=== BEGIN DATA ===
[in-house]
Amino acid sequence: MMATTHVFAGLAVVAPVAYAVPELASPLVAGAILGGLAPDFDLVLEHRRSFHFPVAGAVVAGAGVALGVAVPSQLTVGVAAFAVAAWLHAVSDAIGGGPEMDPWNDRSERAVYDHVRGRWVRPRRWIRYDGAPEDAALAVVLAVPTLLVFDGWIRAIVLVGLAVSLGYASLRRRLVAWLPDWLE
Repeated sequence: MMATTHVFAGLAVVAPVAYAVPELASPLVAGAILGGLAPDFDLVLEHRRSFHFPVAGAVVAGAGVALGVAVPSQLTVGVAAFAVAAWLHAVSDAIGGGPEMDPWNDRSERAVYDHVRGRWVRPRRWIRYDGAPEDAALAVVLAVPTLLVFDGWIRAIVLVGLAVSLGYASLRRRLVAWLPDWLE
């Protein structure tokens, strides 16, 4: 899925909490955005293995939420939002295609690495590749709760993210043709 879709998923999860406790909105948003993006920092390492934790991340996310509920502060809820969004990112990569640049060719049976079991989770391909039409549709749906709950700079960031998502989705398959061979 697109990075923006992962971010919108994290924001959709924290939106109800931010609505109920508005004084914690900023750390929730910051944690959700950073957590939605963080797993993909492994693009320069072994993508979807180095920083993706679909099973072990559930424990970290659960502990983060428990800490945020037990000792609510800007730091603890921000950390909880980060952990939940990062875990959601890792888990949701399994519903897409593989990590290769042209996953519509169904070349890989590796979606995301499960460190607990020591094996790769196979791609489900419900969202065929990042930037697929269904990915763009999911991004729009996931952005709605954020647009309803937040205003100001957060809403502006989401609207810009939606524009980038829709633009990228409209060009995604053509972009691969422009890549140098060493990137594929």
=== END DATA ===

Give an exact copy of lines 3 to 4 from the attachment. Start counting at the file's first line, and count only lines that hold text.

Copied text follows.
Repeated sequence: MMATTHVFAGLAVVAPVAYAVPELASPLVAGAILGGLAPDFDLVLEHRRSFHFPVAGAVVAGAGVALGVAVPSQLTVGVAAFAVAAWLHAVSDAIGGGPEMDPWNDRSERAVYDHVRGRWVRPRRWIRYDGAPEDAALAVVLAVPTLLVFDGWIRAIVLVGLAVSLGYASLRRRLVAWLPDWLE
């Protein structure tokens, strides 16, 4: 899925909490955005293995939420939002295609690495590749709760993210043709 879709998923999860406790909105948003993006920092390492934790991340996310509920502060809820969004990112990569640049060719049976079991989770391909039409549709749906709950700079960031998502989705398959061979 697109990075923006992962971010919108994290924001959709924290939106109800931010609505109920508005004084914690900023750390929730910051944690959700950073957590939605963080797993993909492994693009320069072994993508979807180095920083993706679909099973072990559930424990970290659960502990983060428990800490945020037990000792609510800007730091603890921000950390909880980060952990939940990062875990959601890792888990949701399994519903897409593989990590290769042209996953519509169904070349890989590796979606995301499960460190607990020591094996790769196979791609489900419900969202065929990042930037697929269904990915763009999911991004729009996931952005709605954020647009309803937040205003100001957060809403502006989401609207810009939606524009980038829709633009990228409209060009995604053509972009691969422009890549140098060493990137594929």